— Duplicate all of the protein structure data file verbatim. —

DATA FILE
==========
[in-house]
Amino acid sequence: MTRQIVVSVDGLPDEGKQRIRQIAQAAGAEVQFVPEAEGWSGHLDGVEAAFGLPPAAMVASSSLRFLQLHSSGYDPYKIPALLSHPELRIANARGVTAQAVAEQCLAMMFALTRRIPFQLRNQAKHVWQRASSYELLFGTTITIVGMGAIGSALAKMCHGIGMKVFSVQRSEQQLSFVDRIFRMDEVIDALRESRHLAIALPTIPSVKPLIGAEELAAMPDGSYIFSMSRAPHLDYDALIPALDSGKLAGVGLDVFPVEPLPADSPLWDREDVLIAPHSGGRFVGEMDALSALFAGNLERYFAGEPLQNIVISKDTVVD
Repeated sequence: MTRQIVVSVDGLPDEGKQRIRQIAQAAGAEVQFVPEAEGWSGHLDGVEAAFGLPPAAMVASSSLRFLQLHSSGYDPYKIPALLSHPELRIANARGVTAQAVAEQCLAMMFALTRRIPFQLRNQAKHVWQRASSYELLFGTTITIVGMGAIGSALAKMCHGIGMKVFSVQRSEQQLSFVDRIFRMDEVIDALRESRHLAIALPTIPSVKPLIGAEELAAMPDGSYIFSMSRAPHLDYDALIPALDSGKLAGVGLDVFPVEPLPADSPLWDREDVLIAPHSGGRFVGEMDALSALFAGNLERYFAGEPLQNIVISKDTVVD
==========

[in-house]
Amino acid sequence: MTRQIVVSVDGLPDEGKQRIRQIAQAAGAEVQFVPEAEGWSGHLDGVEAAFGLPPAAMVASSSLRFLQLHSSGYDPYKIPALLSHPELRIANARGVTAQAVAEQCLAMMFALTRRIPFQLRNQAKHVWQRASSYELLFGTTITIVGMGAIGSALAKMCHGIGMKVFSVQRSEQQLSFVDRIFRMDEVIDALRESRHLAIALPTIPSVKPLIGAEELAAMPDGSYIFSMSRAPHLDYDALIPALDSGKLAGVGLDVFPVEPLPADSPLWDREDVLIAPHSGGRFVGEMDALSALFAGNLERYFAGEPLQNIVISKDTVVD
Repeated sequence: MTRQIVVSVDGLPDEGKQRIRQIAQAAGAEVQFVPEAEGWSGHLDGVEAAFGLPPAAMVASSSLRFLQLHSSGYDPYKIPALLSHPELRIANARGVTAQAVAEQCLAMMFALTRRIPFQLRNQAKHVWQRASSYELLFGTTITIVGMGAIGSALAKMCHGIGMKVFSVQRSEQQLSFVDRIFRMDEVIDALRESRHLAIALPTIPSVKPLIGAEELAAMPDGSYIFSMSRAPHLDYDALIPALDSGKLAGVGLDVFPVEPLPADSPLWDREDVLIAPHSGGRFVGEMDALSALFAGNLERYFAGEPLQNIVISKDTVVD